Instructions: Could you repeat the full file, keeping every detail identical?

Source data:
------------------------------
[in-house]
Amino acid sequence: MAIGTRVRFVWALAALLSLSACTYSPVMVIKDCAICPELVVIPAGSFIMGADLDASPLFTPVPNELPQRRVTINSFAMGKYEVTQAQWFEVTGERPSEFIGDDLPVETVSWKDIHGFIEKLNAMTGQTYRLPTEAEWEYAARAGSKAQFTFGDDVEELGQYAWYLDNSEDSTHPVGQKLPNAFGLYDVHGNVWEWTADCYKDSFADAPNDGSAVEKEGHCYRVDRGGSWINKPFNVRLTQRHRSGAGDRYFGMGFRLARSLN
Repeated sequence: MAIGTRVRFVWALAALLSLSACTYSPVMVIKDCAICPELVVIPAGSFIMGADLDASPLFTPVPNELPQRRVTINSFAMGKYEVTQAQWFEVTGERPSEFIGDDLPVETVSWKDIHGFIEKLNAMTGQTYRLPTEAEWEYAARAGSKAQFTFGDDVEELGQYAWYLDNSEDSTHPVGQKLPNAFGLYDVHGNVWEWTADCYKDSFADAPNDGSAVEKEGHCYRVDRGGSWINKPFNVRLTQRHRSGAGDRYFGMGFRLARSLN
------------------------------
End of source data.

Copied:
[in-house]
Amino acid sequence: MAIGTRVRFVWALAALLSLSACTYSPVMVIKDCAICPELVVIPAGSFIMGADLDASPLFTPVPNELPQRRVTINSFAMGKYEVTQAQWFEVTGERPSEFIGDDLPVETVSWKDIHGFIEKLNAMTGQTYRLPTEAEWEYAARAGSKAQFTFGDDVEELGQYAWYLDNSEDSTHPVGQKLPNAFGLYDVHGNVWEWTADCYKDSFADAPNDGSAVEKEGHCYRVDRGGSWINKPFNVRLTQRHRSGAGDRYFGMGFRLARSLN
Repeated sequence: MAIGTRVRFVWALAALLSLSACTYSPVMVIKDCAICPELVVIPAGSFIMGADLDASPLFTPVPNELPQRRVTINSFAMGKYEVTQAQWFEVTGERPSEFIGDDLPVETVSWKDIHGFIEKLNAMTGQTYRLPTEAEWEYAARAGSKAQFTFGDDVEELGQYAWYLDNSEDSTHPVGQKLPNAFGLYDVHGNVWEWTADCYKDSFADAPNDGSAVEKEGHCYRVDRGGSWINKPFNVRLTQRHRSGAGDRYFGMGFRLARSLN